05-04-2020 05:41 AM
So divide the "general-purpose sine and cosine table with a fixed number of values up to pi / 2"
in 4 tables "with a fixed number of values" / 4, which consecutives values to read 4 sines in parallel.
1 ROM 8 values(1,2,3,4,5,6,7,8)
4 ROM 2 values(1,5) (2,6) (3,7) (4,8)
Same area but throughput multiplied by 4.
05-04-2020 06:27 AM
05-04-2020 07:32 AM - edited 05-04-2020 07:45 AM
It seems like the CORDIC IP can produce both sine and cosine values in just one clock cycle, and that it might work at 250 MHz with a Kintex-7 device. It doesn't have huge resource usage requirements, and so adding 8 of these should work. It will definitely be worth a try.
Correction: It should be enough with 4 as both channels can operate on the same sine and cosine phase. It's just the accumulators that need to be separated.
05-04-2020 08:25 AM
A 64kx14 table would require 32 block RAMs. Each block RAM can be true dual port, so you can use one table to look up two value per clock. To get 8 values per clock you would need 4 of these, so a total of 128 block RAMs. While this is a large number, the Kintex-7 325T (the device in the KC705) has 445 of them, so if you aren't using them heavily for other things, you should be able to use them.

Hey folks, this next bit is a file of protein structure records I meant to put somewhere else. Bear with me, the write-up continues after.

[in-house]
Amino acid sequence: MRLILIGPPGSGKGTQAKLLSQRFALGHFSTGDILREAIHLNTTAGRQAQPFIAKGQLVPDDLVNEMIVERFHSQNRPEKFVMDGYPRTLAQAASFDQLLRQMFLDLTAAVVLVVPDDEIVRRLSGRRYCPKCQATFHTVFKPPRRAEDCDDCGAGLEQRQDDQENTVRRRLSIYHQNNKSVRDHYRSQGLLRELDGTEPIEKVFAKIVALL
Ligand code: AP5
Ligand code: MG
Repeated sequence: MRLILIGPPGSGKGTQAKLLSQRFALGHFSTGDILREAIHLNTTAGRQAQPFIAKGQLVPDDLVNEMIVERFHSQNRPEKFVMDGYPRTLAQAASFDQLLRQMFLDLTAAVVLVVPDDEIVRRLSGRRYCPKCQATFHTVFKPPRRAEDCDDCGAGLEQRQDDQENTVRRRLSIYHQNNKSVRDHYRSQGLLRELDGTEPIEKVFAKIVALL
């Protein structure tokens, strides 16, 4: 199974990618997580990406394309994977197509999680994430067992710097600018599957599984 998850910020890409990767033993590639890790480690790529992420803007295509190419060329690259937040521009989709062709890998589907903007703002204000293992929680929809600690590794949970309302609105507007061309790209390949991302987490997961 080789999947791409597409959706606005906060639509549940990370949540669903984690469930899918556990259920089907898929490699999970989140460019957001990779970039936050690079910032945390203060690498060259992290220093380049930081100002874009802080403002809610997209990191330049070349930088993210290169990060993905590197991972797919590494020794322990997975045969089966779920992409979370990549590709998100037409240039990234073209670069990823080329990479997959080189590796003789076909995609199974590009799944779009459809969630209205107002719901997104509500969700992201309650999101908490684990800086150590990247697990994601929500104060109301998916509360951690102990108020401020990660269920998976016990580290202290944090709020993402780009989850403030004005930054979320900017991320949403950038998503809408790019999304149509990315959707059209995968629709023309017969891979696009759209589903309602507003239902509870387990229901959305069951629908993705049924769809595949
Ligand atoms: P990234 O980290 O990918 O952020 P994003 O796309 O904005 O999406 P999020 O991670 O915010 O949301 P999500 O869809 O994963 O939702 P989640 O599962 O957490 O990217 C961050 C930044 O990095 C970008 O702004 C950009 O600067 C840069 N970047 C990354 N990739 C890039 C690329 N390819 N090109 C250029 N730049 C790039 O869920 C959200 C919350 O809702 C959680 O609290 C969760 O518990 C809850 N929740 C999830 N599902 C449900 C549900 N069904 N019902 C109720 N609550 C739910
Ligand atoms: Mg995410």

Of course you will have to be careful using RAMs like this - they will be scattered throughout the die so you need to pipeline carefully to use them (including using the output registers of the RAM). But since latency isn't an issue, this shouldn't be a problem.
05-04-2020 11:14 AM - edited 05-04-2020 01:44 PM
From the CORDIC PDF it seems like it can operate in parallell mode and use one pipeline stage per bit, but still will be able to output one sine and one cosine per clock. I can just feed it with an increasing phase value and then use the outputs as coefficients without having to know which phase they correspond to.
Tested it with KC705, and it only uses a bit over 1,000 LUTs and FFs with a 256k x 14 configuration. It works at 187.5 MHz and outputs a new value every clock.